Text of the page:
Johnson v. Texas, 509 U.S. 350 (1993)

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certiorari to the court of criminal appeals of texas

No. 92-5653. Argued April 26, 1993—Decided June 24, 1993

A jury found petitioner Johnson guilty of capital murder for a crime he committed when he was 19 years old. In conformity with the Texas capital sentencing statute then in effect, the trial court instructed the jury during the trial's penalty phase to answer two special issues: (1) whether Johnson's conduct was committed deliberately and with the reasonable expectation that death would result, and (2) whether there was a probability that he would commit criminal acts of violence that would constitute a continuing threat to society. The jury was also instructed, inter alia, that in determining each of these issues, it could take into consideration all the evidence submitted to it, whether aggravating or mitigating, in either phase of the trial. A unanimous jury answered yes to both special issues, and the trial court sentenced Johnson to death, as required by law. Shortly after the State Court of Criminal Appeals affirmed the conviction and sentence, this Court issued Penry v. Lynaugh, 492 U. S. 302. In denying Johnson's motion for rehearing, the state appellate court rejected his contentions that the special issues did not allow his jury to give adequate mitigating effect to evidence of his youth and that Penry required a separate instruction on the question.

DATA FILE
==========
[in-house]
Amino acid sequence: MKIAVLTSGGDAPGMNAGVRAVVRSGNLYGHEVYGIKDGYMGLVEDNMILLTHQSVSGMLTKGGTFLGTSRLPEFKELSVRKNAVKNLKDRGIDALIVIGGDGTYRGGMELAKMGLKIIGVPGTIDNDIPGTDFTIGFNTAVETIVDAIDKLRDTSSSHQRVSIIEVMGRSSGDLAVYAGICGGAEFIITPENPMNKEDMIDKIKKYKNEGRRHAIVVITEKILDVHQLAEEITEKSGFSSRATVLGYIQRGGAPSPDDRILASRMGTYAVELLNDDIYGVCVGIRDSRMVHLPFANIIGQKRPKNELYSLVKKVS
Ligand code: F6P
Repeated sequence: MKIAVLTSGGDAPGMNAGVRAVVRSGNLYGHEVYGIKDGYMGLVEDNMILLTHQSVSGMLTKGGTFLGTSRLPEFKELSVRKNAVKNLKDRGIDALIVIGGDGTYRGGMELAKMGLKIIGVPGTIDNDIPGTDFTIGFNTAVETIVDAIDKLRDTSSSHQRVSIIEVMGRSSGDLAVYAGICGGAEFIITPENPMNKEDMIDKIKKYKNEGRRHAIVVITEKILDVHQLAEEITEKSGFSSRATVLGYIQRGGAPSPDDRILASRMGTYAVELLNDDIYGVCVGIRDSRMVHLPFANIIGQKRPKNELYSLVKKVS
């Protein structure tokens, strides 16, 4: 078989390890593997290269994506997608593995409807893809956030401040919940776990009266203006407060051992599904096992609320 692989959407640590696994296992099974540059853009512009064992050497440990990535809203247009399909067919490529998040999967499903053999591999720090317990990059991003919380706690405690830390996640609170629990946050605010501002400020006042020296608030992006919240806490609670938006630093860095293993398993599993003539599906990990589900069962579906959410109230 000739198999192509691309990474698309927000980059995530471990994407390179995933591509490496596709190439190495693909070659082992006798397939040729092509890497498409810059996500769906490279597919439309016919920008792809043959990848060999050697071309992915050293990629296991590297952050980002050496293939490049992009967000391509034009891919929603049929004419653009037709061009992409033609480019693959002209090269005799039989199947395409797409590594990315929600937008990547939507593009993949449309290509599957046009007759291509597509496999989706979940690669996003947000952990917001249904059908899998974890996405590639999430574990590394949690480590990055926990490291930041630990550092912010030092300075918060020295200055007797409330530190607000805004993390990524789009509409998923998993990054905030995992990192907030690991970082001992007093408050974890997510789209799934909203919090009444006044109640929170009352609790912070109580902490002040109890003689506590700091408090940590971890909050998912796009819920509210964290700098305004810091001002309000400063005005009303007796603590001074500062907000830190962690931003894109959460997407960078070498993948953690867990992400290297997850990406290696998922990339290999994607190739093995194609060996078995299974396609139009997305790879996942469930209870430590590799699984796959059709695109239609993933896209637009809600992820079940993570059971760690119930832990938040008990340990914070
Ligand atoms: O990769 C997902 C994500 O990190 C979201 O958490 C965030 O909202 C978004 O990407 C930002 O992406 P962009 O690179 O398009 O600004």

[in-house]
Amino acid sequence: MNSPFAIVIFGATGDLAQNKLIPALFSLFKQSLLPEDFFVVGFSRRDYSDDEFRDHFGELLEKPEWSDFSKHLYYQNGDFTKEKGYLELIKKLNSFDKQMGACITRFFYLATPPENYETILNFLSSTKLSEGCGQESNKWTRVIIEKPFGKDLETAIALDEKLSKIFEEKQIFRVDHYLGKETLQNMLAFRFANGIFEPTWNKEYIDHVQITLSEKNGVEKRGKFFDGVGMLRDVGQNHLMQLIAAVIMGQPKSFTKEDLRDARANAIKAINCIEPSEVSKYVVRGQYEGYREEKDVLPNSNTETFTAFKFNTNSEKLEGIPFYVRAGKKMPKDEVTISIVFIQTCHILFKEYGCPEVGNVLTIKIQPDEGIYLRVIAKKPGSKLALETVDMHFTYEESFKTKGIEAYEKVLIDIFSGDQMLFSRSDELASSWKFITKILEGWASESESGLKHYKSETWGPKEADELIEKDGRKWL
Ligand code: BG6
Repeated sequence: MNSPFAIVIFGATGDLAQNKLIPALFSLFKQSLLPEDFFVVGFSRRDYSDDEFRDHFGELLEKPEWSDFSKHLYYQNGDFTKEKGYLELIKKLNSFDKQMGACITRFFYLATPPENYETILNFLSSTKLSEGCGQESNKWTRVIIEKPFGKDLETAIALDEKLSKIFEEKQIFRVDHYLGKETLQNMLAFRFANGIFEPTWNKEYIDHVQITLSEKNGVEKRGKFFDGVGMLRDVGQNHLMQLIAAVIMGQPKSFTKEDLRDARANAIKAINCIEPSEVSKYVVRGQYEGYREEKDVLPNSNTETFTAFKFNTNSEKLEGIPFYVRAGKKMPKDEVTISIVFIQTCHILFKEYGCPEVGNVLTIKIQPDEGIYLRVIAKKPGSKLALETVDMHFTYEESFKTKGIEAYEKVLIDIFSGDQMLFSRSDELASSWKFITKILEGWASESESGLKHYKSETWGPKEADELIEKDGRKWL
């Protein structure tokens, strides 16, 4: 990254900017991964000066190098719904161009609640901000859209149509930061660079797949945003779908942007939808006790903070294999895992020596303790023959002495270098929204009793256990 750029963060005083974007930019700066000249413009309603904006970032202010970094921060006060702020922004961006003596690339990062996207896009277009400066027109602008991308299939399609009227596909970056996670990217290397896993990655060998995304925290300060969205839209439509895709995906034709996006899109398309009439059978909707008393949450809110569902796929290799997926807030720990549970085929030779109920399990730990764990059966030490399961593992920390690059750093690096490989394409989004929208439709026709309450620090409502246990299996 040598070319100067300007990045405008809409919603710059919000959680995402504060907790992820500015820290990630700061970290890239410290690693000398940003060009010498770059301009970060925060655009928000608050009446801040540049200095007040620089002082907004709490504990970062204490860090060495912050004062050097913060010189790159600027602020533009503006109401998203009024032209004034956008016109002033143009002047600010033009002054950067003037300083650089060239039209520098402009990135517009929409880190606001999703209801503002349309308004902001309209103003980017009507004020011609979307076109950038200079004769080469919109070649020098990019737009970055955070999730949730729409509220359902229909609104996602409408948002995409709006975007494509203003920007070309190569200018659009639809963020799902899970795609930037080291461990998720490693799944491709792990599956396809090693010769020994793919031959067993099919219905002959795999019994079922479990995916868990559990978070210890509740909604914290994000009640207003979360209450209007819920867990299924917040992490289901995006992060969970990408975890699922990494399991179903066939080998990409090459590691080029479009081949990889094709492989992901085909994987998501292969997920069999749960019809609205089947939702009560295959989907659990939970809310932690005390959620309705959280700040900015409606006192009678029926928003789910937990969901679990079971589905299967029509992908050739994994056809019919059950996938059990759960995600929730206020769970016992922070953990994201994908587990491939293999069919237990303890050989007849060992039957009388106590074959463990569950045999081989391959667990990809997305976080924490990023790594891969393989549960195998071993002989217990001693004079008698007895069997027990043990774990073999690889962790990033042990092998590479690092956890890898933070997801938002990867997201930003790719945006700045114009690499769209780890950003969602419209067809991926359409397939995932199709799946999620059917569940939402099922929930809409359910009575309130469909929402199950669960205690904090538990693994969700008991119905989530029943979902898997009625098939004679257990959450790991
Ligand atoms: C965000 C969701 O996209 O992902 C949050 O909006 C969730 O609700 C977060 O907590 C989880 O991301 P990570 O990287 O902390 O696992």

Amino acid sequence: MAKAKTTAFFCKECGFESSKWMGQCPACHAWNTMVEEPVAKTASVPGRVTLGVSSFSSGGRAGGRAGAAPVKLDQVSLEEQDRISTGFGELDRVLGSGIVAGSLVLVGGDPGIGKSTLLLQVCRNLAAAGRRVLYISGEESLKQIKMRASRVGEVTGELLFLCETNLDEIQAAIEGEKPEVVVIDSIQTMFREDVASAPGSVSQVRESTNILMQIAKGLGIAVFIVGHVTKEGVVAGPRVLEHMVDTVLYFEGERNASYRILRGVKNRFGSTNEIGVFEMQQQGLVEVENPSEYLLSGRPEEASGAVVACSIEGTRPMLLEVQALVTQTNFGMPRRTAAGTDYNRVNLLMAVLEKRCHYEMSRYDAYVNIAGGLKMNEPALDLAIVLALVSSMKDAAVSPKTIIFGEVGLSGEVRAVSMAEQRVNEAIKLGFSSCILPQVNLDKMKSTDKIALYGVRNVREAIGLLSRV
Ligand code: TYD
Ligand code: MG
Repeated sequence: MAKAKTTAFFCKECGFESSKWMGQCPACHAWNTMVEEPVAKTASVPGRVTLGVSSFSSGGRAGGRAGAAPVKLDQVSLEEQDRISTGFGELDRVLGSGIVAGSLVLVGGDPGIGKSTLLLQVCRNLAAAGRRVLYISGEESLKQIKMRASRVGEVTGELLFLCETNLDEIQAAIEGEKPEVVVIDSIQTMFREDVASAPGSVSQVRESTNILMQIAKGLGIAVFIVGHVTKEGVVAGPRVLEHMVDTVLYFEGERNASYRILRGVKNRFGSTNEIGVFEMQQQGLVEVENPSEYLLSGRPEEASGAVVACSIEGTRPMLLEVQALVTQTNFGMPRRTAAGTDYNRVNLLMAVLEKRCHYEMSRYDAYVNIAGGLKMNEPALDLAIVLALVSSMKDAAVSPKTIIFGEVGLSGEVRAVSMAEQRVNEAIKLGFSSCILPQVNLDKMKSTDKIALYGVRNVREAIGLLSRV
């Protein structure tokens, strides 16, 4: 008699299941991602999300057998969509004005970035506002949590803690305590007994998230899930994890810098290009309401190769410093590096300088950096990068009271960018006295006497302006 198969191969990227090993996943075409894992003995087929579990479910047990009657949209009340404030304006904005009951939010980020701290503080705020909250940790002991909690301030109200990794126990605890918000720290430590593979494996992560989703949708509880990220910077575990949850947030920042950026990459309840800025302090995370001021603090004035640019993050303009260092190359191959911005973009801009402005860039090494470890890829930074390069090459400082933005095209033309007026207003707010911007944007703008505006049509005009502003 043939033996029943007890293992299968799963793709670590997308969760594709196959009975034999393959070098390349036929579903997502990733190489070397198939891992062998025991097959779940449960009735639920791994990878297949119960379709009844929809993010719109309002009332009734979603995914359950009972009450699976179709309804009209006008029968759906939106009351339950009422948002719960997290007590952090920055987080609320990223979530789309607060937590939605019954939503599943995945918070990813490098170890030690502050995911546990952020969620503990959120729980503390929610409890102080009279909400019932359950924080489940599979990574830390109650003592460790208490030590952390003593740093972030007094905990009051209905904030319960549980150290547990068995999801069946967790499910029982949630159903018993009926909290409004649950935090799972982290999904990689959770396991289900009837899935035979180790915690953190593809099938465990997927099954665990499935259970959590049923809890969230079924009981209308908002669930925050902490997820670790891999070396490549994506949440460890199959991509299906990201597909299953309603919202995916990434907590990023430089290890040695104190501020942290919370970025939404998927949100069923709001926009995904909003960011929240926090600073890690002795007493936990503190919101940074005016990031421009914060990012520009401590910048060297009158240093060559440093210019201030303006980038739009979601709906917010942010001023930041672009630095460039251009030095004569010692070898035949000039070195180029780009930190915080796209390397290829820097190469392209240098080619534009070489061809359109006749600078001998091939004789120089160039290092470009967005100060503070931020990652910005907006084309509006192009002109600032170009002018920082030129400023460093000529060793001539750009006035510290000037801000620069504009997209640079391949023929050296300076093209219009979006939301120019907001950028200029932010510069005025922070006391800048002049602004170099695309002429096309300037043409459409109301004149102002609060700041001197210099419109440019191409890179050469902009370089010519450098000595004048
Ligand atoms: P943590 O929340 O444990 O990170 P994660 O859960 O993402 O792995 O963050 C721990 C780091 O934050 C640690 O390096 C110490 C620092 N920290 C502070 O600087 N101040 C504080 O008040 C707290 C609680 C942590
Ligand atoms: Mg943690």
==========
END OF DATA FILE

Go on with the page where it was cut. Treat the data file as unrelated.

Held: The Texas procedures as applied in this case were consistent with the Eighth and Fourteenth Amendments under this Court's precedents. Pp. 359-373. (a) A review of the Court's relevant decisions demonstrates the constitutional requirements regarding consideration of mitigating circumstances by sentencers in capital cases. Although the sentencer cannot be precluded from considering, as a mitigating factor, any aspect of the defendant's character or record and any of the circumstances of the particular offense that the defendant proffers as a basis for a sentence less than death, see, e. g., Lockett v. Ohio, 438 U. S. 586, 604 (plurality opinion); Eddings v. Oklahoma, 455 U. S. 104, States are free to structure and shape consideration of mitigating evidence in an effort to achieve a more rational and equitable administration of the death penalty, see, e. g., Boyde v. California, 494 U. S. 370, 377. Pp. 359-362. (b) The Texas law under which Johnson was sentenced has been the principal concern of a series of opinions in this Court. Although, in Jurek v. Texas, 428 U. S. 262, 276, 277, six Justices agreed that, as a

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